Strikes And Their Economic Consequences

1st October 2018


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After conducting intensive research* into the topic of strikes and labour unrest, the Mandela Initiative came to several conclusions. One of these was that the right to strike is made up of a delicate balance between the power of firms and the rights of employees, and is considered a sign of a healthy democracy.

“Whilst there are potential benefits from strikes (e.g. better work morale, lower absenteeism, or improved labour productivity), strike action also brings about numerous direct and indirect economic costs that can be high, depending on duration, number of workers involved and divisions affected,” the Initiative confirmed.

According to labour expert Suleyman Alley, there are seven key causes of labour unrest: health hazards in the workplace; excessive working hours; low wages; demand for leave with pay; discrimination; inadequate working tools; and aggressive behaviour of managers towards employees.

While several activities can be taken in an effort to prevent strikes from occurring or escalating, in the South African context, the tendency towards violent outbursts seems to outweigh reasonable action.     

“Strikes and labour unrest have marked negative impacts on the employees themselves, the employers and their stakeholders, the government, consumers, and the economy,” advises Jacki Condon, Managing Director of Apache Security Services. “The negative effects on international trade include the hinderance of economic development, creating great economic uncertainty – especially as the global media continues to share details, images and videos of violence, damage to property and ferocious clashes between strikers and security.”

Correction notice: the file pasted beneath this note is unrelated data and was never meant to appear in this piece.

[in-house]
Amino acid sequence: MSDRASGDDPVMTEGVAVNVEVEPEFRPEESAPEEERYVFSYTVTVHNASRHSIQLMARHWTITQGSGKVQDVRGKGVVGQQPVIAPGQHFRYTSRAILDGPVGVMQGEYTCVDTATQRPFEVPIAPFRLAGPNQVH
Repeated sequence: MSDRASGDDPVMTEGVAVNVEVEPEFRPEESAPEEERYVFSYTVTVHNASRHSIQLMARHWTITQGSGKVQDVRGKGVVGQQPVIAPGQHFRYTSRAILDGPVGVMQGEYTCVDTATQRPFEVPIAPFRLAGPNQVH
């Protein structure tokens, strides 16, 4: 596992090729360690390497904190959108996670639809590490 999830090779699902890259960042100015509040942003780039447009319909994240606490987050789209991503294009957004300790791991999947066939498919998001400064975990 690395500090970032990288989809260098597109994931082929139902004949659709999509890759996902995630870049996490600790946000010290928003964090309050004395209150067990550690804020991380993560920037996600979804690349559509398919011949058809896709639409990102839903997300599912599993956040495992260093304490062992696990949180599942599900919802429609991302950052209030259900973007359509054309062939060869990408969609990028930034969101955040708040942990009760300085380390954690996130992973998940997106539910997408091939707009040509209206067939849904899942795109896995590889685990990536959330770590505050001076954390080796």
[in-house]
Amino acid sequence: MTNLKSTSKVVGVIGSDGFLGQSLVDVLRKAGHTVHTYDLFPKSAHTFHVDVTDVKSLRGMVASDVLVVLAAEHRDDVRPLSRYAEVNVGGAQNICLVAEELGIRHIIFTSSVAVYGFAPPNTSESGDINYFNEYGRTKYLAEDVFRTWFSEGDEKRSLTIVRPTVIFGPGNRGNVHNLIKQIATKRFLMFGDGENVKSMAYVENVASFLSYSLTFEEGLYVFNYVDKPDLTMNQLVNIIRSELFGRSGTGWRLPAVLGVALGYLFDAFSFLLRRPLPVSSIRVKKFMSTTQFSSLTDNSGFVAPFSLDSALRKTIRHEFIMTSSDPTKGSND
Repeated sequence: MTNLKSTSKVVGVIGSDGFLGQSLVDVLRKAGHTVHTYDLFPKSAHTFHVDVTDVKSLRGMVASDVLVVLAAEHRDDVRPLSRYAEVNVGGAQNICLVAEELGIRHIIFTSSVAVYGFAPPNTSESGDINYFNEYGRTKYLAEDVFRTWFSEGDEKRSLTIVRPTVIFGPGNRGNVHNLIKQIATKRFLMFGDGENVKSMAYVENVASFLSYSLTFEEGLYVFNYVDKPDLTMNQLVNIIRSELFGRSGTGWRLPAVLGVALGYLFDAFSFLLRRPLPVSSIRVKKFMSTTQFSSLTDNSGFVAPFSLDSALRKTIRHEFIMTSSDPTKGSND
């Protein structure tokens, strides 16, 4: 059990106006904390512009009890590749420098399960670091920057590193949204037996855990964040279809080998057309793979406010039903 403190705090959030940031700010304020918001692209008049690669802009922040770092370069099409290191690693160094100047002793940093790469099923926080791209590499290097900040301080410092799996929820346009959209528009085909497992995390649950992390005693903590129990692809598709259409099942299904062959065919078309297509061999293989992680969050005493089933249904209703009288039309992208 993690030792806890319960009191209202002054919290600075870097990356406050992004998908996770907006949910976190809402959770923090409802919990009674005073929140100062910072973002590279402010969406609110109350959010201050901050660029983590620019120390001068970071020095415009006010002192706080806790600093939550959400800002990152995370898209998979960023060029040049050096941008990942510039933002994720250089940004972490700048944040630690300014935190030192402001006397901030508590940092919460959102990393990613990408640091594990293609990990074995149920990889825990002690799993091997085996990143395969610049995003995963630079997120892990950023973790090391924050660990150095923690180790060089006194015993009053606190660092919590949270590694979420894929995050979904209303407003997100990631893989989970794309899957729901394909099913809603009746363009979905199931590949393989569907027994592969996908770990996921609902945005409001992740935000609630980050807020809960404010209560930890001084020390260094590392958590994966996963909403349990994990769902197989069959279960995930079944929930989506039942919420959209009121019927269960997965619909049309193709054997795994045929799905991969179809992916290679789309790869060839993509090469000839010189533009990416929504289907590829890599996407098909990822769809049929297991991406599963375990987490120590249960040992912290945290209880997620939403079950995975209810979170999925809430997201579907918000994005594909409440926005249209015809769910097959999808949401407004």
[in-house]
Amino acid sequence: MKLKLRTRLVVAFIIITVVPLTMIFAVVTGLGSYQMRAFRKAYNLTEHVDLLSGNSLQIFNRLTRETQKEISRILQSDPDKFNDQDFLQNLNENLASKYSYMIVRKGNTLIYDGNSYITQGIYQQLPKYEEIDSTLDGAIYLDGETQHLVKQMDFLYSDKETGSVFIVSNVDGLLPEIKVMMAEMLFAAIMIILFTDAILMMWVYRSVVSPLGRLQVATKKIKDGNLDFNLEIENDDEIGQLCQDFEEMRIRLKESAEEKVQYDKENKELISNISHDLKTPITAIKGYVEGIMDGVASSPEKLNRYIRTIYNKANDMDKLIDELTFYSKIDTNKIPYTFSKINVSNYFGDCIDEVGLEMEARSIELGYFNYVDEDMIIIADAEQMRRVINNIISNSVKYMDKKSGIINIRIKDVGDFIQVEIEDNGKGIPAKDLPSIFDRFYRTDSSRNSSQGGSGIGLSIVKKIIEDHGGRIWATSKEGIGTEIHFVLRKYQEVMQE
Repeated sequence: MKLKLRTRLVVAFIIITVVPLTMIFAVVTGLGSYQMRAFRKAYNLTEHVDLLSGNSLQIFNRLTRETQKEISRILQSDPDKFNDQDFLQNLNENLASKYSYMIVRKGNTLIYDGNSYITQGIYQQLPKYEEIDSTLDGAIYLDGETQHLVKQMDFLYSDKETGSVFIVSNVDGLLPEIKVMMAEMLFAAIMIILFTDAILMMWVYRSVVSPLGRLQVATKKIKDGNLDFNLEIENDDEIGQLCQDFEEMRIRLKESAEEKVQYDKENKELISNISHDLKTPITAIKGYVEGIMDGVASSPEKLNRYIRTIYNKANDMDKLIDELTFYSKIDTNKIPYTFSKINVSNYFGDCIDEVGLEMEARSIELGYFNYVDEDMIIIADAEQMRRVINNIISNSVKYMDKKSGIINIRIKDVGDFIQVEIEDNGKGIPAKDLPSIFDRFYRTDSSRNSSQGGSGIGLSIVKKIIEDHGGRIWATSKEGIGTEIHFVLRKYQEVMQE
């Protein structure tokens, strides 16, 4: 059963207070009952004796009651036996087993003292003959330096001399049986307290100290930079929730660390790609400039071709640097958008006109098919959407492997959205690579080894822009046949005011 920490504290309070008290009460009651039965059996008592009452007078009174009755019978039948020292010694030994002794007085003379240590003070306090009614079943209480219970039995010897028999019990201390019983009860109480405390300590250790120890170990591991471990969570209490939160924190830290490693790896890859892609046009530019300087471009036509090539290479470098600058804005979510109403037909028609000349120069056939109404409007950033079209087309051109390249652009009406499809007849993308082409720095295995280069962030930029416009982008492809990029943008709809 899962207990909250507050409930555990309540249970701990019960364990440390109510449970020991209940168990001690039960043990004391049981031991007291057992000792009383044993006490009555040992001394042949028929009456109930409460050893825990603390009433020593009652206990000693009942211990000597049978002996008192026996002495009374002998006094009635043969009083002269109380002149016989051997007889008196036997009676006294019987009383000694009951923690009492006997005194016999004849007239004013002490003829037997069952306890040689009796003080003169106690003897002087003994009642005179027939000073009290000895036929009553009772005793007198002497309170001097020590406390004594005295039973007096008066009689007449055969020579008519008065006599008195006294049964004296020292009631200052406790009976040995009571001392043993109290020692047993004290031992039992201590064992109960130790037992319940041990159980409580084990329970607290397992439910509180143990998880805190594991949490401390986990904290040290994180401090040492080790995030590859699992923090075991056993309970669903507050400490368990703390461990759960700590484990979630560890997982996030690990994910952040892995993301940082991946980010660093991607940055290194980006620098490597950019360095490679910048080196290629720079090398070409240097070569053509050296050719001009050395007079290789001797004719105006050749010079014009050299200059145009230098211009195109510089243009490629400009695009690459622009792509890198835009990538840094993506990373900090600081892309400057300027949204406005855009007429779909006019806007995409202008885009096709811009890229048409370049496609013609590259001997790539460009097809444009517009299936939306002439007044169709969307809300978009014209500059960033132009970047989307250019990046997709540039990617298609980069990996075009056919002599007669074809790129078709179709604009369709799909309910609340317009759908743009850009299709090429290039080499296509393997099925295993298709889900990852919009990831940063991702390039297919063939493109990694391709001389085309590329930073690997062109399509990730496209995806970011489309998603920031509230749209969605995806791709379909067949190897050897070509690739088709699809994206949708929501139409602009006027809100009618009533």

Strike action results in less productivity, which in turn means less profits. Labour Law expert, Ivan Israelstam confirms that; “The employer is likely to lose money due to delayed service to clients or to lost production time. The employees will lose their pay due to the no work, no pay principle. If the strikers are dismissed they will lose their livelihoods altogether.”

This year alone, Eskom, Prasa, various manufacturing plants, Sasol and the Post Office have faced crippling strikes – to name but a few. Condon argues that there are more immediate consequences to consider than loss of income.

“As the socio-economic issues continue to affect South Africans across the board, tensions are constantly rising,” states Condon. “Businesses must protect themselves, their assets, business property, and their non-striking employees from violence and intimidation.”

Condon believes that this requires the deft hand of well-trained and highly qualified close protection operatives. These operatives provide not only protection, but video evidence as well, ensuring those responsible for damage can be held to account.

“The key is to create a strategic partnership with a reliable security provider. Plans must be put into place to protect businesses against vandalism, physical assault, property invasion and intimidation during labour unrest,” concludes Condon.

For more information, please contact Jacki Condon:


Edited by Creamer Media Reporter




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